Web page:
España se sitúa, con esta ley, a la cabeza de los países con una legislación progresista sobre la transexualidad, todos ellos europeos. Holanda, Alemania, Francia, Italia, Suecia y Reino Unido regulan el cambio de género. Este último país tenía hasta ahora el modelo más avanzado. Como el español, no reclama la cirugía, pero el diagnóstico en Reino Unido sólo lo puede realizar un panel de expertos nombrados por el Gobierno, y no basta con un informe médico o de un psicólogo clínico.
Last Updated: Thursday, 1 March 2007, 20:42 GMT
Spain eases law for transsexuals
Spain has passed a law allowing transsexuals who have not had a sex change to alter their gender on birth certificates and other documents.
Only a third of Spain's 8,000 transsexuals opt for surgery to realign their gender.
Many transsexuals who do not look like the sex on their identification face ridicule, discrimination and unemployment, activists say.
The governing Socialists say the new law will give them back their dignity.
Alec Cassanova, of the National Federation for Lesbians, Gays and Transsexuals, told the BBC: "Transsexuals who cannot go through surgery due to health reasons...they will finally be granted this right."
Spain's parliament passes law easing restrictions on transsexuals
The Associated Press
Thursday, March 1, 2007
MADRID, Spain: Spain's parliament on Thursday passed a law allowing transsexuals to change their name and gender on official documents without needing to undergo surgery first.
The law, which had progressed through the country's lower legislative chamber earlier in the week, was opposed by the conservative opposition Popular Party.
The new legislation requires transsexuals to present an official medical diagnosis stating a clinically proven case of gender dysfunction and to have undergone appropriate treatment for two years before changes in identity documents can be performed.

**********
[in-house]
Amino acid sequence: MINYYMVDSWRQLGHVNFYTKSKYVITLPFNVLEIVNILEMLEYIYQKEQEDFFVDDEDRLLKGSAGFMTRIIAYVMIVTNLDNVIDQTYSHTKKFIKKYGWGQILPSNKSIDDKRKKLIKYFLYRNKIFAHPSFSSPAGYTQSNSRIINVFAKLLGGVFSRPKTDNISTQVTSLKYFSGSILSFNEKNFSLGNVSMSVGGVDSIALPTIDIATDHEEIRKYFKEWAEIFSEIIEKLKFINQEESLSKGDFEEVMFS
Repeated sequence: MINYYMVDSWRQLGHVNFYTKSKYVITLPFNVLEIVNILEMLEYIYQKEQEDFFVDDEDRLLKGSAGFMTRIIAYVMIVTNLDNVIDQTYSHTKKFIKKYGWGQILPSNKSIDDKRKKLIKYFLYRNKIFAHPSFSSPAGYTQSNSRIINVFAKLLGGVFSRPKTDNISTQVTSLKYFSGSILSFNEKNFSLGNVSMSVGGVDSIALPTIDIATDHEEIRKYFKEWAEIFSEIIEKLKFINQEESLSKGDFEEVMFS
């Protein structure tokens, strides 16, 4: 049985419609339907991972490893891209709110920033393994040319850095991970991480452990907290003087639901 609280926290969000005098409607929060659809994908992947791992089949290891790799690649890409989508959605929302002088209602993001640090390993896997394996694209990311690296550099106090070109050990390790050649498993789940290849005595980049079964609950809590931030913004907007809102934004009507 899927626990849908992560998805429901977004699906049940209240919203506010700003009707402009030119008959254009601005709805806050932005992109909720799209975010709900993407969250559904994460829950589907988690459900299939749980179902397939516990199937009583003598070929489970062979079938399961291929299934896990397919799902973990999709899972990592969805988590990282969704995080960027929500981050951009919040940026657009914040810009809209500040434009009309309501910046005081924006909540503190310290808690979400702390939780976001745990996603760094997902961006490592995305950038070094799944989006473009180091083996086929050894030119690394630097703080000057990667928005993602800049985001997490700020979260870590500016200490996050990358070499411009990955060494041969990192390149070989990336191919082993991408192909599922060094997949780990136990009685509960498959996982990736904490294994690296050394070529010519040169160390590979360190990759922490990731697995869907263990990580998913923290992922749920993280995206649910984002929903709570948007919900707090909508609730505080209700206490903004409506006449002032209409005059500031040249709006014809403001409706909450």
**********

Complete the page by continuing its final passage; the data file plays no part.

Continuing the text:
Up until now, transsexuals in Spain could only change name and gender officially after a sex change operation and with the approval of law courts.
Pedro Zerolo, spokesman for social affairs in the ruling socialist party and Carla Antonelli, who represents gay and lesbian interests in the party, said "Spain has placed itself at the forefront of Europe, as a leader in transsexual rights."
Zerolo said the law would bring Spain into line with countries such as Britain, whose Gender Recognition Act also loosened restrictions on transsexuals in 2004.
Legislation easing social barriers on transsexuals is the latest in a series of laws aimed at promoting greater social equality in Spain since the Socialist government came to power in March 2004.
Same gender marriages were approved by parliament in this once staunchly Catholic and conservative country in 2005.
HUMAN RIGHTS WATCH
Nigeria: Anti-Gay Bill Threatens Democratic Reforms
Homophobic Legislation Restricts Free Speech, Association, Assembly
(New York, February 28, 2007) – A sweepingly homophobic bill being fast-tracked through Nigeria’s National Assembly threatens human rights and Nigeria’s democratic progress, Human Rights Watch said today in a letter to lawmakers. Human Rights Watch called on legislators to reject the bill, which would imprison anyone who speaks out or forms a group supporting lesbian and gay people’s rights, and would silence virtually any public discussion or visibility around lesbian and gay lives.
“This law strikes a blow not just at the rights of lesbian and gay people, but at the civil and political freedoms of all Nigerians,” said Scott Long, director of the Lesbian, Gay, Bisexual, and Transgender Rights Program at Human Rights Watch. “But lawmakers are pushing this repressive bill through with a minimum of public scrutiny or debate.”
The bill is entitled the “Same Sex Marriage (Prohibition) Act.” In its last published version, it would impose a five-year prison sentence on anyone who “goes through the ceremony of marriage with a person of the same sex.” Anyone, including a priest or cleric, who “performs, witnesses, aids or abets the ceremony of same sex marriage,” would face the same sentence. It goes beyond that, however, to punish any positive representation of or advocacy for the rights of lesbian and gay people. Anyone “involved in the registration of gay clubs, societies and organizations, sustenance, procession or meetings, publicity and public show of same sex amorous relationship directly or indirectly in public and in private,” would be subject to the same sentence.